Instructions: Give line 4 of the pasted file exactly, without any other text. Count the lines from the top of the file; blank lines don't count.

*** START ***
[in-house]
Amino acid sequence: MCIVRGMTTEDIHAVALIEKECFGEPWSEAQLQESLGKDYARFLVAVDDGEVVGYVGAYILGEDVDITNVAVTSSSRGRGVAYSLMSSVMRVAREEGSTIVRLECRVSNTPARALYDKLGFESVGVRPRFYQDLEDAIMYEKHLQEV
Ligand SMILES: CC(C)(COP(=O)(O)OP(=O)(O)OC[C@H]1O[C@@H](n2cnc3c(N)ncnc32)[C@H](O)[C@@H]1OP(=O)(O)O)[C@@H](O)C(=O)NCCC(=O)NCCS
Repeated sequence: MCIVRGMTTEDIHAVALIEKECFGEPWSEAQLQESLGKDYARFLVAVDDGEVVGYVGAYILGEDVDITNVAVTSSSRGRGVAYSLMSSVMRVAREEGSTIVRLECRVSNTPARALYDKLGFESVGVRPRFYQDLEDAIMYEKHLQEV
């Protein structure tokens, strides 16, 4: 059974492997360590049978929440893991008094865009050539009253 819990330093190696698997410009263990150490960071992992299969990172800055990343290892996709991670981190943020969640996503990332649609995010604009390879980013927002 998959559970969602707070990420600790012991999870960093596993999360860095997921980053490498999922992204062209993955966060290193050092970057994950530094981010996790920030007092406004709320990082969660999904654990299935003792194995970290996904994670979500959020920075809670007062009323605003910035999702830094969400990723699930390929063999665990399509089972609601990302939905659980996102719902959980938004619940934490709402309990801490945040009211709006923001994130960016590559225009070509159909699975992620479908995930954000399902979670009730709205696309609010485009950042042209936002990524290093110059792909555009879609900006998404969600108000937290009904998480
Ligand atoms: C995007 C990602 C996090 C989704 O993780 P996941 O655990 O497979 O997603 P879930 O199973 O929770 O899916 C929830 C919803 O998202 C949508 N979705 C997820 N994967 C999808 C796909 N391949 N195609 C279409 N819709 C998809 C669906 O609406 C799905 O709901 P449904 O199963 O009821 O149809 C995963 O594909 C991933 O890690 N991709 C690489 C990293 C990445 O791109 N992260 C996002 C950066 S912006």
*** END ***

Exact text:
Repeated sequence: MCIVRGMTTEDIHAVALIEKECFGEPWSEAQLQESLGKDYARFLVAVDDGEVVGYVGAYILGEDVDITNVAVTSSSRGRGVAYSLMSSVMRVAREEGSTIVRLECRVSNTPARALYDKLGFESVGVRPRFYQDLEDAIMYEKHLQEV